Disclaimer: This is not the official press release or communications. The text are taken from the exhibit itself. All credit goes to the National Museum of the Philippines – Western Visayas Regional Museum, International Centre for the Study of the Preservation and for Restoration of Cultural Property (ICCROM), CollAsia Field Projects (Connecting Communities and Collections), and the Cultural Heritage Administration of the Republic of Korea.
Forest Stratification pertains to the vertical arrangement of plants in a forest, divided into several layers, each according to its own distinct characteristics. Together, this creates a complex habitat for species.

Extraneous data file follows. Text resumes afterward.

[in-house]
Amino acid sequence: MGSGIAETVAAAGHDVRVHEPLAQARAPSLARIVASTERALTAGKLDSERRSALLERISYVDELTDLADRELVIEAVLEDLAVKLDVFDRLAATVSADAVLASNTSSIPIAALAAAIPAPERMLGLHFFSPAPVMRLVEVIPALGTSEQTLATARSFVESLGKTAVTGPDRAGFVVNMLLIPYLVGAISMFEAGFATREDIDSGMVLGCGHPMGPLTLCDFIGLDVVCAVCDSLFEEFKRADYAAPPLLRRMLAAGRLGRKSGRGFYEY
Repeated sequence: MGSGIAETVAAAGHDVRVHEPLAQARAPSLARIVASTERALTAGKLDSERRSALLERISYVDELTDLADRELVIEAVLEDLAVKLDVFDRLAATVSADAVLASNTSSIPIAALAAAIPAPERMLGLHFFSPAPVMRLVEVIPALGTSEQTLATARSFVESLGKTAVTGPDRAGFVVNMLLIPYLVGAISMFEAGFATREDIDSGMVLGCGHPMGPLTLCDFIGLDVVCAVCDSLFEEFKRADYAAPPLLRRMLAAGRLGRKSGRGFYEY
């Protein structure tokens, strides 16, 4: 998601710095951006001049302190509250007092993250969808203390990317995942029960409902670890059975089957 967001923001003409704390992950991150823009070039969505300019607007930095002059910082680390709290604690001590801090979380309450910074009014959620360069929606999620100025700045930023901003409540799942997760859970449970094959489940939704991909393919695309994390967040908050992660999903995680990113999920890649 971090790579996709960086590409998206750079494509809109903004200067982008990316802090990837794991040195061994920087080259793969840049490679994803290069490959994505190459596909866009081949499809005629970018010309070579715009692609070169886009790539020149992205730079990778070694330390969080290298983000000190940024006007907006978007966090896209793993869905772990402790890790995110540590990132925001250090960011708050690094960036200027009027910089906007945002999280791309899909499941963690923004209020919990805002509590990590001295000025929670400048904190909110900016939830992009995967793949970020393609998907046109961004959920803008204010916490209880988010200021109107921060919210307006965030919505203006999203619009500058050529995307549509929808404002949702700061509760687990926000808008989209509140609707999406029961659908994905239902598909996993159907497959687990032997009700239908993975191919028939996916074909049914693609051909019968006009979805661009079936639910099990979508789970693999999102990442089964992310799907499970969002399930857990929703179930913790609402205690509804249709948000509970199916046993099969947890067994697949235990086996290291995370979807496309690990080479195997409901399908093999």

The topmost layer of a typical rainforest is the emergent layer, composed of trees reaching 70 to 80 m high. The canopy layer is composed of mature trees that are 10 to 60 m high. Below is the understory, composed of trees that reaches up to 5 to 10 m high and is usually dimly lit as it only receives 2-15% of sunlight. Underneath is the shrub layer, even less light is able to penetrate this layer and is composed of 1 to 5 m short trees. The lowest layer is the forest floor, there are only a few or almost no plants at all that grow here as the sunlight hardly reaches this layer
Parts of the Pambansang Museo sa Barangay:
Other helpful exhibits:
**Content was only based on the photos I took during my personal visit. I may have missed significant details.